England

Aslef train drivers accept Southern rail deal

Striking train drivers Image copyright Getty Images
Image caption The long-running dispute was over the introduction of driver-only operated, or driver-controlled operated, trains

Drivers from the Aslef union have accepted a deal with Southern rail, bringing to an end an 18-month dispute.

Members voted by 79.1% to accept the resolution which includes a five-year pay increase worth 28.5%.

The dispute over safety came after Southern introduced driver-only operated (DOO), or driver-controlled operated (DCO) trains.

The Rail, Maritime and Transport (RMT) union, which is locked in the same row, described it as a "shoddy deal".

Members of the RMT, which mostly represents conductors, walked out earlier on a 48-hour strike.

Image copyright PA
Image caption Southern said driver-only operated trains had been operating safely for 32 years

As part of the Aslef deal, Southern must aim to have a second safety-trained person on every DOO train.

It is the third package to be presented to members. The first was thrown out by a majority of 54.1% and the second by 51.8%.

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RMT general secretary Mick Cash said: "The [Aslef vote] result changes absolutely nothing in terms of RMT's campaign for a safe and accessible railway for all."

He said the deal discriminated against disabled and older people requiring assistance, as there was no guarantee there would be a second member of staff on board trains.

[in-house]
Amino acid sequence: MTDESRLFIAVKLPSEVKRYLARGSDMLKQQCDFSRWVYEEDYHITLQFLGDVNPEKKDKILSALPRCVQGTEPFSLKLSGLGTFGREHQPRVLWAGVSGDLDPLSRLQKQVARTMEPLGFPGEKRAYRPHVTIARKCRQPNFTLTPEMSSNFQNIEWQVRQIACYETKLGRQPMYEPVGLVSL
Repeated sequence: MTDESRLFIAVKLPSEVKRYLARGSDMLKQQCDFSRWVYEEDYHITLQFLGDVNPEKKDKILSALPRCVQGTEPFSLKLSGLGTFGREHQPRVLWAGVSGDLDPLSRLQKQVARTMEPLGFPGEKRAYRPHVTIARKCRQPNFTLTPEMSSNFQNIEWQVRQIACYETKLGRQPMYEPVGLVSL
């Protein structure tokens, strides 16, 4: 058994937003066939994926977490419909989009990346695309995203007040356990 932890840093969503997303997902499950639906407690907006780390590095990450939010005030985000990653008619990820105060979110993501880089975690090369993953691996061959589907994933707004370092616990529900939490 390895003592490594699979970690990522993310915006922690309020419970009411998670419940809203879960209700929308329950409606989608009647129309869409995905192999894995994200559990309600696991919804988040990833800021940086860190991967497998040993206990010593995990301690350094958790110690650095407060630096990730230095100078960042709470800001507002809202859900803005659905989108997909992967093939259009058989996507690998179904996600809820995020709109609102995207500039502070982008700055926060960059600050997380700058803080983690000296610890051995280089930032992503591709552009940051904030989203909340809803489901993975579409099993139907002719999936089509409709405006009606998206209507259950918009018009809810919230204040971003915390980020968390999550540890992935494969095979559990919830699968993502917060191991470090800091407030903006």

"A new clause in this deal deliberately sets out how where there is no on board supervisor the driver will knowingly have to leave such passengers stranded on trains and stations.

"That is frankly appalling," he said.

Image caption Train drivers on Southern voted overwhelmingly to accept the deal

But Mick Whelan, general secretary of Aslef, said: "The agreement means we will have a second safety-trained person on every train covered by this agreement except in exceptional circumstances.

"That person will have all the relevant safety competence - including the skills to evacuate passengers in an emergency."

He added the deal was "company specific" and did not have any implications for any other train operating company.

Nick Brown, chief operating officer of Southern's parent company, Govia Thameslink Railway, said: "Our trains will be planned to have a second person on board and this has been the arrangement we have operated over the last year.

"Should, in certain circumstances, a train not have that second person on board then it will still be able to run until a replacement can be provided."

He added: "Driver-only operation has been operating safely for 32 years and now accounts for over a third of the UK rail network."

A spokesman for the Department for Transport said: "We are pleased that Aslef drivers on Southern have ended their long-running dispute.

"Passengers expect a reliable and efficient rail service and we will be working hard with the operator to deliver performance improvements."

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